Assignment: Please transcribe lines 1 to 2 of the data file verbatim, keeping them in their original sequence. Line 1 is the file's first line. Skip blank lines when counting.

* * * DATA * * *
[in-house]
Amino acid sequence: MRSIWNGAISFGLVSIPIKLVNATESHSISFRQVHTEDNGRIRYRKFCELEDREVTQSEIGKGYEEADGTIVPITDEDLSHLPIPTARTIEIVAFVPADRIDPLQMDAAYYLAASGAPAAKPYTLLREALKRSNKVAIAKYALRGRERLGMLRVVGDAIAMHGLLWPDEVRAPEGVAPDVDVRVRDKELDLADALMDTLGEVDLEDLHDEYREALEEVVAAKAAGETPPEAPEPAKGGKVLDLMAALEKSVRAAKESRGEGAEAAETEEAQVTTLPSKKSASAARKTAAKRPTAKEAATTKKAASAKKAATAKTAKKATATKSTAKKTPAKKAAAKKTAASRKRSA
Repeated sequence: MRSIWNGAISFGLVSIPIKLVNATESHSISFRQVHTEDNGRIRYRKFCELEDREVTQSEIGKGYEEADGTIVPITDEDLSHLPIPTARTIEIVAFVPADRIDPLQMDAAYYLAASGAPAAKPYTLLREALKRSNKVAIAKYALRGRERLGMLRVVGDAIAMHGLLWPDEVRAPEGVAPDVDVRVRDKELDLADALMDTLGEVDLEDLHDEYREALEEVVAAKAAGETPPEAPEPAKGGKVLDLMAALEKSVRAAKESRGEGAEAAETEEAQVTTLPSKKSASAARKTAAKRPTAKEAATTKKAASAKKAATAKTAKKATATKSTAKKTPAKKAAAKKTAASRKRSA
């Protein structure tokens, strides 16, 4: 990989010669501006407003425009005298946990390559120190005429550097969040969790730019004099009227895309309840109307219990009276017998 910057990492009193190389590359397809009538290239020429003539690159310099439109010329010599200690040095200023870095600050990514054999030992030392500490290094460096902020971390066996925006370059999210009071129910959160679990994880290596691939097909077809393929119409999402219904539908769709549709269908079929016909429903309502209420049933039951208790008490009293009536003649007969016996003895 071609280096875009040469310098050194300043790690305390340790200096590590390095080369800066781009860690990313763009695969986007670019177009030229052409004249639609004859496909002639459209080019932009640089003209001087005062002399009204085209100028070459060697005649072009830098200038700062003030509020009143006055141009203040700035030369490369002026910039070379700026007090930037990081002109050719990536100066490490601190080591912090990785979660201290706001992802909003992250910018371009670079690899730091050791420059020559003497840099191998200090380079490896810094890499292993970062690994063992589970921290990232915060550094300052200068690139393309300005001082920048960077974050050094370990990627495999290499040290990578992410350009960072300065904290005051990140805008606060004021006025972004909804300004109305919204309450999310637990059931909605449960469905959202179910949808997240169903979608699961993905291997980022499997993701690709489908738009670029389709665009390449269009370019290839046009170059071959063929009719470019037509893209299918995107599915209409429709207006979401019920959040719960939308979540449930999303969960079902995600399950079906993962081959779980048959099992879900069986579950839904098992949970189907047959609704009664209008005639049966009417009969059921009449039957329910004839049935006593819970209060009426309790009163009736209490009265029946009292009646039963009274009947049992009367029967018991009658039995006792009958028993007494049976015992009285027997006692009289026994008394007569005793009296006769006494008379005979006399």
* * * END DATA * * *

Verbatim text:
[in-house]
Amino acid sequence: MRSIWNGAISFGLVSIPIKLVNATESHSISFRQVHTEDNGRIRYRKFCELEDREVTQSEIGKGYEEADGTIVPITDEDLSHLPIPTARTIEIVAFVPADRIDPLQMDAAYYLAASGAPAAKPYTLLREALKRSNKVAIAKYALRGRERLGMLRVVGDAIAMHGLLWPDEVRAPEGVAPDVDVRVRDKELDLADALMDTLGEVDLEDLHDEYREALEEVVAAKAAGETPPEAPEPAKGGKVLDLMAALEKSVRAAKESRGEGAEAAETEEAQVTTLPSKKSASAARKTAAKRPTAKEAATTKKAASAKKAATAKTAKKATATKSTAKKTPAKKAAAKKTAASRKRSA